Josh Ritter, singer, songwriter, and novelist has spoken to Headliner about the making of his new album Spectral Lines, the art of writing novels, and how embracing uncertainty has made him a better artist.
Ever since the release of his self-titled debut album in 1999, Josh Ritter has established himself as something of a polymath. And a prolific one at that. His consistent musical output has seen him push and pull his sound in a variety of different directions, from minimalist homespun folk to his unique brand of melancholy Americana. His latest outing, Spectral Lines, in many ways finds Ritter expanding his horizons further still, adding rich, atmospheric textures to his sonic palette, while lyrically his exploration of themes such as anxiety, uncertainty and loss render it one of the most person additions to his catalogue.
As is ever the case with Ritter, he has also been funnelling his creativity into numerous other projects, namely writing and releasing The Great Glorious Goddamn of It All – the follow up to his 2011 debut novel Bright’s Passage – working on screenplays, painting, and creating music for all manner of future, as yet unspecified, projects.
Headliner caught up with the man himself for an in-depth look at the circumstanced that shaped Spectral Lines, his approach to writing novels, and why he refuses to to stand still for a second creatively…
Tell us about the origins of Spectral Lines. How did the record first start to take shape?
I’ve always written songs with the idea that they’re going to go on a record and that I’ll share them somewhere, but with this record I was done with the last record and then the pandemic happened. Not only was it immediately unclear as to when we’d be able to play live again, but we didn’t even know if we’d be able to get to a studio to record. It was like, here’s something that has killed my way of life. So, the songs I was writing were written without the assurance they would ever be shared. That was a very cushioned and careful and interesting place to start writing a record from. It was a bit like how I wrote my very first songs, without knowing what would become of them. It was a place of unsureness and a lot of nerves, like everyone e was feeling.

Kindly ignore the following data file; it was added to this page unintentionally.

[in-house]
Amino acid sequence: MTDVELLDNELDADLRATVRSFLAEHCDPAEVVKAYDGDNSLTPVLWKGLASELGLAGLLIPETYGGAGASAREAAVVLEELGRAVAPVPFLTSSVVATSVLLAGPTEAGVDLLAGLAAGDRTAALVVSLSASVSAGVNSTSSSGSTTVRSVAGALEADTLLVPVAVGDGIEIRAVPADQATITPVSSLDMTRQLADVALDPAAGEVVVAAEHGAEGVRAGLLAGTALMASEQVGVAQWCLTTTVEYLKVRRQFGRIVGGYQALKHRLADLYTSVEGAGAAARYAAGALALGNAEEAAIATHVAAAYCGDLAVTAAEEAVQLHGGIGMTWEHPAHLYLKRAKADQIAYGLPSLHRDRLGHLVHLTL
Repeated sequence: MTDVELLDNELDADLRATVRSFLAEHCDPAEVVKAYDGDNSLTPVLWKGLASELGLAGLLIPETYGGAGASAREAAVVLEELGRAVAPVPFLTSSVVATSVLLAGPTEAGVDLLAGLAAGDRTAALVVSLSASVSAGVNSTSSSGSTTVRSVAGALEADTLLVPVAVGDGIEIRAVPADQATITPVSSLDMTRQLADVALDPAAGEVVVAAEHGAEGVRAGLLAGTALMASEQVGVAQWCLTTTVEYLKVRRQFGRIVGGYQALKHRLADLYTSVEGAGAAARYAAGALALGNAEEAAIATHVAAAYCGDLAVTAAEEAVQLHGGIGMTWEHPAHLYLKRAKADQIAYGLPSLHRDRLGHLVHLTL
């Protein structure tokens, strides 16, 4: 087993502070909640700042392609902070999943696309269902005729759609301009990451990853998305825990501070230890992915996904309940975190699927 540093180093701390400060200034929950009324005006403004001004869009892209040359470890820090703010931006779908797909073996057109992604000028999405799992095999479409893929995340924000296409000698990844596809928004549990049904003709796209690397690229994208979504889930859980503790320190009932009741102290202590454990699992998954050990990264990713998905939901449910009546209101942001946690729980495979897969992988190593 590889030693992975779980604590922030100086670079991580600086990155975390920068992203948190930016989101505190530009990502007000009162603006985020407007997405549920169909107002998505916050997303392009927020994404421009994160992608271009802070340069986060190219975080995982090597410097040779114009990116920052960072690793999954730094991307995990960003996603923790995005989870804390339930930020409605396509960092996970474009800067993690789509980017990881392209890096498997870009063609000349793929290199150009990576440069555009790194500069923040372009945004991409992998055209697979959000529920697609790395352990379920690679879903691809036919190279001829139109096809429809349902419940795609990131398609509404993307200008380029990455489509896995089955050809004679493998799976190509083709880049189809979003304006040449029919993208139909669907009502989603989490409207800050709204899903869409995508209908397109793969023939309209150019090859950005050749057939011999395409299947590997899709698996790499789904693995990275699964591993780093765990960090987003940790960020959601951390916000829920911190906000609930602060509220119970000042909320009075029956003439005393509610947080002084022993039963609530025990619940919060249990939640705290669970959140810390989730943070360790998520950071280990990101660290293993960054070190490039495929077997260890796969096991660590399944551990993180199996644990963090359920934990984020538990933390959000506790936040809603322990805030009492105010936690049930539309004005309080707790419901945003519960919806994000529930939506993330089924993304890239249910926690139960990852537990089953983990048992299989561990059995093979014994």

Did you channel that sense of uncertainty and anxiety into the album?
I don’t think I consciously channelled it because so much of what I do is about erasing the marks – you put a lot of work into a song and try to get it just right, and then you erase the symbols of effort around it, you polish it up. That whole time, besides the pandemic raging and there being no vaccine yet, and my mum was dying at that time, in the midst of all that I was looking for connection with people. It was so hard and so different. Although I didn’t deliberately put it into the music it’s all over it. I see it everywhere.
The record was produced by your long-standing collaborator Sam Kassirer. How did you in a manage to work together, given the period in which the album was written?
Once the vaccine happened Sam and I got into a studio. He’s amazing. With his help I laid down some very basic backbone tracks of the songs and then we used the fact that we were all stuck indoors as a plus, with Sam sending those tracks onto a load of different people who I was really excited to work with. Some really great players added to the tracks and that’s how we built them up until we were all able to be in a room together.
Tell us about working relationship with Sam. What does he bring to your work?
I met Sam when he was still in college. He was studying in New York and my friend said you have to meet this guy, he’s great. I met him and loved his playing and invited him to come to France with me to play on my record Hello Starling. He left school during that time, was still doing his homework every morning and then came and played some unbelievable music on Hello Starling. Over the course of that time, I got to know him and he was starting to write and record his own sounds. Over the course of our relationship, he bought a place in Maine and turned it into a studio, and we recorded a whole bunch of records up there. And each time we’ve recorded he’s got new tools in his tool belt.